Unavoidable Haireseis in the Church: 1 Corinthians 11:19 in patristic reception between 350 and 450 AD

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In 1 Cor 11:19 Paul says that there have to be dissensions (αἱρέσεις) among the Corinthian Christians so that the genuine may stand out. This paper explores how this text was read between 350 and 450 AD, in relation to the belief in the unity of the Church. In this period Paul’s statement is quoted rarely in the extant works of the Greek-speaking Church Fathers, but John Chrysostom’s lengthy homilies on it have been preserved. He interprets the αἱρέσεις as the social divisions between the rich and the poor in the Corinthian assembly, without rejecting the popular view that the apostle referred to doctrinal heresies. The Latin Church of the same period has preserved far more quotations of this text. There haereses are generally interpreted as heresies whose adherents are contrasted with the genuine Catholic believers. Augustine holds that heretics forced the Catholic Church to formulate its doctrines more precisely. None of the patristic authors considers the possibility of an ironical understanding of Paul’s words about αἱρέσεις, as some modern commentators have proposed.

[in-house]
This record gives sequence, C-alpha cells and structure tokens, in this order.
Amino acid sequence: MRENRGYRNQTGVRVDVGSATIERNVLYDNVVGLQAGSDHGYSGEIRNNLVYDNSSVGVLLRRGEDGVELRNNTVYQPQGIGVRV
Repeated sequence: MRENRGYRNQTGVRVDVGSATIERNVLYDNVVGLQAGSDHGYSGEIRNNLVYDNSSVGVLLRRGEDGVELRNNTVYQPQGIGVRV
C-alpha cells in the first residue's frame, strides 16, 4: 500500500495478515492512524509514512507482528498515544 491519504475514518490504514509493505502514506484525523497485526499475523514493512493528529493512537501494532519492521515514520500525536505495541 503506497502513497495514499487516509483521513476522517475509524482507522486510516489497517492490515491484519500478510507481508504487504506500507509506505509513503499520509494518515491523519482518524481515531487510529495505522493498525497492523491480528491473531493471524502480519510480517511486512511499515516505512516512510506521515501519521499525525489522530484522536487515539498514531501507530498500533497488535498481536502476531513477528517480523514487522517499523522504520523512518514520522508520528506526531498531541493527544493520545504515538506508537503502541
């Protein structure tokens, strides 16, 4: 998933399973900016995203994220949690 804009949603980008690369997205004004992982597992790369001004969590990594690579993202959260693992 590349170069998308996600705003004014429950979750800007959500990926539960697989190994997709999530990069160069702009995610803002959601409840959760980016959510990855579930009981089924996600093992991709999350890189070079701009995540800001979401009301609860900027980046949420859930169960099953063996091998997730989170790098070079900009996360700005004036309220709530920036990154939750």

Original languageEnglish
Title of host publicationTroubling texts in the New Testament
Subtitle of host publicationessays in honour of Rob van Houwelingen
EditorsMyriam Klinker-De Klerck, Arco den Heijer, Jermo van Nes
Place of PublicationLeuven
PublisherPeeters Publishers
Number of pages18
ISBN (Print)9789042948488
Publication statusPublished - 2022

Publication series

NameContributions to Biblical Exegesis and Theology


  • patristic interpretation of Scripture
  • sects
  • heresies
  • 1Cor 11:19

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